Textbook page 9 goes into greater detail about the ascending aorta, aortic arch, and arterial branches. I just summarized in slide 37.
CirculationOkay, now let's trace blood in its journey through the body. Let's start at the vena cavae. From the heart to the body and back to the heart is called the systemic circulation. From the heart to the lungs and back to the heart is the pulmonary circulation.
. The Heartbeat: ConductionThe heart is a muscle, and for muscle to contract-or the heart to pump-an electrical stimulus or nerve message must be sent to the muscle tissue. The heart has a special system of nervous tissue, called the conduction system, to make sure the heartbeats are constant.In the right atrium is a small area of nervous tissue that is the sinoatrial node (SA node), or the natural pacemaker. This node is responsible for starting every single heartbeat by itself. When the SA node fires, the stimulus causes the atria to contract, pushing blood through the one-way valves into the ventricles. But the stimulus isn't finished. It continues to the AV node (atrioventricular node). As you can tell by the name, it is located at the junction of the right atrium and ventricle.The electrical stimulus goes down the septum through the bundle of His and then separates to the right and left side, where a nerve ends at a Purkinje fiber. These fibers cause the ventricles to contract, sending blood to the lungs and throughout the body.
Regulation of the HeartbeatWhen the heart is contracting, that period is called systole. Between each heartbeat is a short rest period called diastole, when the atria just passively fills with blood from the vena cavae and pulmonary veins.When not exercising or being anxious, your heart beats about 60–80 beats a minute (bpm). But obviously, if you are moving a lot, your body needs more oxygen, so the nervous system sends a message to increase the rate.Likewise, when you are resting, reading, or sleeping, the heart rate slows.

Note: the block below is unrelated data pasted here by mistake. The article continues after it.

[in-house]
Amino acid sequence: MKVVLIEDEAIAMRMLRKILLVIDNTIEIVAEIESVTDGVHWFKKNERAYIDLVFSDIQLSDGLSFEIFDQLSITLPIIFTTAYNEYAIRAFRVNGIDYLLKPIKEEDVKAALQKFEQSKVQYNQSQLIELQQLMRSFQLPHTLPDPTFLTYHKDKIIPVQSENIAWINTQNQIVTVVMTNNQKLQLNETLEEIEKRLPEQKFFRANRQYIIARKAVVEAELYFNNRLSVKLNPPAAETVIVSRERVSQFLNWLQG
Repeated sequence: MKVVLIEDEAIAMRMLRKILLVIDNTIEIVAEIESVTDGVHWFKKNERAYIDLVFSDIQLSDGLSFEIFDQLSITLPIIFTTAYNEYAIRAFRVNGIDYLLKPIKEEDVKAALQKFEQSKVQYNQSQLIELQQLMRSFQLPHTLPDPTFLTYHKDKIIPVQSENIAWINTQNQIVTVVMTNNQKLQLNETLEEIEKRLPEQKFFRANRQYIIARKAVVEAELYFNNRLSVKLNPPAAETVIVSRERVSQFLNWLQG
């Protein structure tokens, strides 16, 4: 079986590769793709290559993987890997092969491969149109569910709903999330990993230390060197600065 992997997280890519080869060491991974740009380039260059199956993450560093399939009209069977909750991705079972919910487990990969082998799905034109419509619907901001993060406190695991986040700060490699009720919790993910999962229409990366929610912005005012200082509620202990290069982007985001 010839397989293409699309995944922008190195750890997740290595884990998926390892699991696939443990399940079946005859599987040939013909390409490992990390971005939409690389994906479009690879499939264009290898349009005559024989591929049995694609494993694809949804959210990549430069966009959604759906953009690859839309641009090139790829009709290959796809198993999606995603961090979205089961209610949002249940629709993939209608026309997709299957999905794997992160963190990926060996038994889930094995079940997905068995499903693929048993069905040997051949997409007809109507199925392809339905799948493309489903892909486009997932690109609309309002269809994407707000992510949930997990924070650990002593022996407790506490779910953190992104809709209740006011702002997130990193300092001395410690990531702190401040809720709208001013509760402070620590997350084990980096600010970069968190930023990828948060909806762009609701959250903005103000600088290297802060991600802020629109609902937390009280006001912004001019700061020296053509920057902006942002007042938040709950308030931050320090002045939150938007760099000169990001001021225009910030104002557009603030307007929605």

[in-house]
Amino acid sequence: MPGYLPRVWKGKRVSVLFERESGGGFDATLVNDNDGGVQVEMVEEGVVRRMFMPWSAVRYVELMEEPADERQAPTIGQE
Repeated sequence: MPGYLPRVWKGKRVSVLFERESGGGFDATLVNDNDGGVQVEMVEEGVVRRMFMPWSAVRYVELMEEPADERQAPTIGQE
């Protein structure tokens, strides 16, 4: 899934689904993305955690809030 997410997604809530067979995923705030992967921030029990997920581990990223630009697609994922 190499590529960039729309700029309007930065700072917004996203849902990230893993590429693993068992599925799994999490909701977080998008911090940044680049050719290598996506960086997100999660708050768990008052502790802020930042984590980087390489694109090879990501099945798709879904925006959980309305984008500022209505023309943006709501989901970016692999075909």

The heart pumps blood throughout the body like a machine that never stops. As with any machine that is constantly active, many things can go wrong with your heart. It can experience muscle weakness or dysfunction, and circulation might be compromised because of problems with veins, arteries, valves, electrical impulses, or even diseases, such as infections. Congestive Heart Failure Hypertension or coronary heasrt disease can cause the heart to hypertrophy. This enlarged heart, known as cardiomegaly, cannot keep enlarging forever. The muscle will weaken and the heart cannot pump enough blood with each heartbeat. The result is congestive heart failure (CHF), a serious problem that can be life threatening.Peripheral edema is one symptom of CHF if the weakness is on the right side of the heart. Left-sided failure causes pulmonary edema. Myocardial InfarctionOne of the most severe myocardial disorders is myocardial infarction, which results in actual death of some of the muscle tissue. If enough of the tissue is affected, a person can die.Atherosclerosis or a blood clot can completely obstruct a coronary artery, which is known as an infarct. No blood gets through to the muscle tissue at all. Thus, the tissue first reacts with severe chest pain, and then the tissue dies. This is necrosis.While some TV ads say that the person should be quickly given an aspirin to prevent further clotting, first make sure the person is not allergic to aspirin!